Saturday, 23 February 2008

Destinations: Lake Ferto - Hungary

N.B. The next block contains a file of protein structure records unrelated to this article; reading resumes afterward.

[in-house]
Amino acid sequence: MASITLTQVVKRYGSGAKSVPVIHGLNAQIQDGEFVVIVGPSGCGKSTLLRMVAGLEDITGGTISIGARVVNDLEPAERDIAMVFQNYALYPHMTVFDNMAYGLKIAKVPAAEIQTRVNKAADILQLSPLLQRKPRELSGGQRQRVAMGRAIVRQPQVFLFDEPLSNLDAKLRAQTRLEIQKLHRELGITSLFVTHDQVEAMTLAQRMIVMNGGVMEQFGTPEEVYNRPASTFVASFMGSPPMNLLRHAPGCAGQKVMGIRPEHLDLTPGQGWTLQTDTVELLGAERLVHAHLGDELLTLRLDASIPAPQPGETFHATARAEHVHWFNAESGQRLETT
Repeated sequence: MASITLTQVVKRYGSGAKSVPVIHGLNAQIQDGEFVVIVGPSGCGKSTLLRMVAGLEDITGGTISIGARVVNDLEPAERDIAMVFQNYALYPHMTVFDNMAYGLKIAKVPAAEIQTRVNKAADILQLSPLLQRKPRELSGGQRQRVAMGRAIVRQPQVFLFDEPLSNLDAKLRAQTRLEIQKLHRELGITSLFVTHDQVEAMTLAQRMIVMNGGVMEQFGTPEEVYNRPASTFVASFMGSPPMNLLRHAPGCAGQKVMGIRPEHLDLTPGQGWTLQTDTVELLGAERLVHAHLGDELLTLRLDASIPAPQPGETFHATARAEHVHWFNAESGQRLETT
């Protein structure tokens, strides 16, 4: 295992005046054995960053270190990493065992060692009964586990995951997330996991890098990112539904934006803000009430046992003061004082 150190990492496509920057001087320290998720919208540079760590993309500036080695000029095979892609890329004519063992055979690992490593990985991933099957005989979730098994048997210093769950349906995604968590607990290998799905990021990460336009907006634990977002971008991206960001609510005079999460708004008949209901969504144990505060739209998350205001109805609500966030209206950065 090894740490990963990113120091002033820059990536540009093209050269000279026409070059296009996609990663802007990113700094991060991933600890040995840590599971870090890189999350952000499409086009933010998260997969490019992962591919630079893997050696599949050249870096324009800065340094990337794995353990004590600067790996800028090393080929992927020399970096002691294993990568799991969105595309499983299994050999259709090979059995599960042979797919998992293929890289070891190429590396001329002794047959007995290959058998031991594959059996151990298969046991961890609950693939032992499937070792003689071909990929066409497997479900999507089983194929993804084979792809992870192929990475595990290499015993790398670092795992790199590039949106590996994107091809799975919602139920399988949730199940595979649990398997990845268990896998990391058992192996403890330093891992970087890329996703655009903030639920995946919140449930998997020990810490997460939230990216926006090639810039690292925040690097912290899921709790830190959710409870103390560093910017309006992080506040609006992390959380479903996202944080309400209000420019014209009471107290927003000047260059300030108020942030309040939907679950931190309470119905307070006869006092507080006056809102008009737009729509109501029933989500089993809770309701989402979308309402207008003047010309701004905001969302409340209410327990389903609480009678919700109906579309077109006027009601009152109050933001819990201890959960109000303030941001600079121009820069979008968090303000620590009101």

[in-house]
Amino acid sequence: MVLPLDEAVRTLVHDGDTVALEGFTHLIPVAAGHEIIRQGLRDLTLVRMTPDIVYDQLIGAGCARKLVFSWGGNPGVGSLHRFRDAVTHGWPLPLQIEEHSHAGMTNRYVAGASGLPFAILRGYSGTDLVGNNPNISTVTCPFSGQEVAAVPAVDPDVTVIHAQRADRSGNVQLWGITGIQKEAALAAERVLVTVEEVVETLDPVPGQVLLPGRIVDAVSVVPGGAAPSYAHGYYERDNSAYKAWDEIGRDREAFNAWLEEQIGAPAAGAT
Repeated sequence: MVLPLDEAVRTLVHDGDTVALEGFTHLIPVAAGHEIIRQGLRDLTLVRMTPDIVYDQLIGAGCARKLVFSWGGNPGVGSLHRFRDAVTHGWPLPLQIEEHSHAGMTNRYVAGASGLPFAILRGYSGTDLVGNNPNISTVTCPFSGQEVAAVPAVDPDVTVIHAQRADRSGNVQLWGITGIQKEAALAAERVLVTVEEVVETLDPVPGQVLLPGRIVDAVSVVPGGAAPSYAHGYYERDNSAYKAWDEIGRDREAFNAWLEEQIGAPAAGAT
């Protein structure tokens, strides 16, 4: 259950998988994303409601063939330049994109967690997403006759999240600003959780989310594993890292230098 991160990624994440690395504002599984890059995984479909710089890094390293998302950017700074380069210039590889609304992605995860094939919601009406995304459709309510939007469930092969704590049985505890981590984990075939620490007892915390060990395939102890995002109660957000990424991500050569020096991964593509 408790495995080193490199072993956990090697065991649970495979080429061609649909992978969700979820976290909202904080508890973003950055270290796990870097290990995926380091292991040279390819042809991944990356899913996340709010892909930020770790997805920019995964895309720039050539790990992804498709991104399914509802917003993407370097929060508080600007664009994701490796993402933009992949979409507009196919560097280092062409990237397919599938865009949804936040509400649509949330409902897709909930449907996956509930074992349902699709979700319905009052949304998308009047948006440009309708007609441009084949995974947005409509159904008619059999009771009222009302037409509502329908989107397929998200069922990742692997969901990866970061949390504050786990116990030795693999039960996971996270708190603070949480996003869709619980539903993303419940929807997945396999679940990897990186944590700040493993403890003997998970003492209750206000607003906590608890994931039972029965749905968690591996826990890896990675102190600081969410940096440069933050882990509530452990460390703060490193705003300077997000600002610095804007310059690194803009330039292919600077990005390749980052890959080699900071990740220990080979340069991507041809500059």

This large shallow lake is perhaps more well known by its German name the Neusiedler See. Indeed much of the lake lies in Austria. The shores of the Hungarian part are less "developed" than the Austrian side with larger reedbeds, a result of having previously been right on the "Iron Curtain" and out-of-bounds. Common and Little Bitterns, Great White Egret, Purple Heron and Spoonbill all nest in this former "no-man's land". Bluethroat, Bearded Tit and Moustached, Savi's and Great Reed Warblers are all common, too. Breeding ducks include Shoveler and Ferruginous. In the south-west a road skirts the lake from Fertorakos through Balf to Hidegseg and being high above the areas gives panoramic views. Just south of Fertorakos a road runs westwards through reedbeds to a lakeside resort and here reed dwelling birds can be observed without having to enter the strict reserve. From Fertod a road heads north to Fertoujlak right on the Austrian border (things have changed, I was detained here in 1989). The salt marsh here called Mekszikopuszta is good for breeding Black-tailed Godwit and Kentish Plover and passage waders. The reedbeds are generally best from April to June though Moustached Warblers often stay around well into October. White Storks breed in villages and occur in groups around the lake, along with Black Stork, in August before migrating south. Autumn brings many 1000s of grey geese to the lake on passage with some staying on to winter. Bean Geese are the most numerous. Hen Harriers and Rough-legged Buzzards occur from October through to March.